[0028] IMU 12 is typically subject to drift, noise, and bias characteristics that are normally distributed. These random characteristics are problematic for inertial navigation and much work has gone into eliminating or accounting for those inherent inaccuracies. Those same undesirable random characteristics, however, make IMU 12 a good source of seed values (entropy) for PRNG 20 in accordance with the present invention. When mobile unit 10 is in motion, IMU 12 forms measurement values that represent a combination of the actual change in trajectory of mobile unit 10, the earth's rotation rate and gravitational forces at the location of mobile unit 10, and the normally distributed drift, bias, and noise characteristics of IMU 12. All aspects of the formed measurement values are random to a certain degree. The change in trajectory of mobile unit 10 depends on such unpredictable factors as the route of an automobile or the movement of a wireless telephone handset 28, which mobile unit 10 is attached to. In addition, the measurement value depends on the actual location of mobile unit 10, due to the earth's varying gravity and rotation rate. Finally, the measurement value includes the random drift, noise, and bias characteristics inherent in IMU 12. To ensure even greater entropy PRNG 20 can be seeded based on only the three least significant bits of any of the measurement values. These bits will be the least accurate bits in a measurement value and as such will be the most unpredictable to an attacker.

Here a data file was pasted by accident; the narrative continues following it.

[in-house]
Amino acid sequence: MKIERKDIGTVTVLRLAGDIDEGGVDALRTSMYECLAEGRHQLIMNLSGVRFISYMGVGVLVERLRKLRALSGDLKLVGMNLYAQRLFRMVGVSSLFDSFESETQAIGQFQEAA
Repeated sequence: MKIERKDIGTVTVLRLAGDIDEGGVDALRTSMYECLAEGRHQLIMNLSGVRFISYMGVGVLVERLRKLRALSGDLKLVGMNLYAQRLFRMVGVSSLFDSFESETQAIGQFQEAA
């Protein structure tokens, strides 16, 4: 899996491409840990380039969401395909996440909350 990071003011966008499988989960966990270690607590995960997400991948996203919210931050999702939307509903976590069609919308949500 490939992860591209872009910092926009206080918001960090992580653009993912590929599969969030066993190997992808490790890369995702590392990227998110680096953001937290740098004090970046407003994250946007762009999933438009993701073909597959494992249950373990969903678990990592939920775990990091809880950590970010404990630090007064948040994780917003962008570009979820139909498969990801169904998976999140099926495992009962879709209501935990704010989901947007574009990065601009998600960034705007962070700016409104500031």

[0029]FIG. 3 is a flow chart depicting a method for generating a stream of numbers for use in encryption key generation utilizing PRNG 20 in accordance with the present invention. In reference to FIG. 3, IMU 12 measures its change in trajectory to form measurement values. The measurement values are then collected and stored in memory 25. PRNG 20 is then seeded based on a plurality of the collected stored measurement values in order to generate a stream of numbers. The generated stream of numbers is then used in conjunction with encryption program 18 for generating an encryption key.

[0030]FIG. 4 is a flow chart depicting a method of secure communication using PRNG 20, seeded with measurement values from IMU 12, to generate a stream of numbers for use with encryption program 18 for encryption key generation in accordance with the present invention. In reference to FIG. 4, the method begins by measuring the change in trajectory of IMU 12 to form a plurality of measurement values. Next, PRNG 20 is seeded based on a portion of the plurality of measurement values. PRNG 20 generates a stream of numbers based on the portion of the plurality of measurement values. Encryption program 18 then uses a portion of the generated stream of numbers to generate an encryption key, which is then transmitted from a first unit to a second unit. The first unit includes mobile unit 10. The second unit may or may not include mobile unit 10. Either the first unit or the second unit encrypts a message using computing platform 14, or the second unit's computing platform, encryption program 18 and the transmitted encryption key or, in the case of public key encryption, an encryption key that is mathematically related to the transmitted encryption key. The unit that performed the encryption then transmits the encrypted message to the other unit, so that if the first unit encrypted the message then the first unit transmits the message to the second unit and vice versa. The recipient of the message then decrypts the message using computing platform 14, or the second unit's computing platform, and encryption program 18 based on the transmitted encryption key.